Administration officials insisted Tuesday that President Obama was soliciting advice – not money – from a group of Wall Street executives he hosted at the White House a few weeks before he launched his reelection campaign.
During the White House meeting, Obama asked about two dozen banking CEOs for their insight on speeding the economic recovery and cutting the country's deficit, according to a New York Times story. The story suggested that Obama is trying to mend bridges with big-time Wall Street donors, after repeatedly referring to them as "fat cats" who don't deserve their hefty bonuses.
"What needs to be made clear is, contrary to suggestions otherwise, this was not a fundraiser," White House Press Secretary Jay Carney said of the meeting. "And the fact that a president meets with his supporters in the business arena to solicit ideas about how to improve the economy is surely a dog-bites-man story. It’s something that presidents of both parties have always done. So I don’t know what else to say about it."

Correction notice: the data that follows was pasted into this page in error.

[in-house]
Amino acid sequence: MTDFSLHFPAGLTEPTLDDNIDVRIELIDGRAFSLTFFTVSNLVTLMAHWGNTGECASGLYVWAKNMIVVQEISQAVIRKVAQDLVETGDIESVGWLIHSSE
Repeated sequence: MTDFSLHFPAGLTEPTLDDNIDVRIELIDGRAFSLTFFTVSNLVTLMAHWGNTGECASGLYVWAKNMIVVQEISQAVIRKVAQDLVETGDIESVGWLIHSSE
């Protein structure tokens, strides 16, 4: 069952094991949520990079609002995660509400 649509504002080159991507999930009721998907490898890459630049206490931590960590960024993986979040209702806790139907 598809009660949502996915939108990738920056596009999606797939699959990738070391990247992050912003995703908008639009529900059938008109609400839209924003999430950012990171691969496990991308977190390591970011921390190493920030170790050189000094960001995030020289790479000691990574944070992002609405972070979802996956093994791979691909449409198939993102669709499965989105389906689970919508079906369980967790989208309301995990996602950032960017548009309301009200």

But the Times' claim isn't far-fetched: Obama may be feeling particularly vulnerable with Wall Street donors since Mitt Romney – the perceived frontrunner in the Republican field of presidential candidates – was once considered one of those "fat cats" when he was heading a $65 billion private equity investment firm in the '80s and '90s.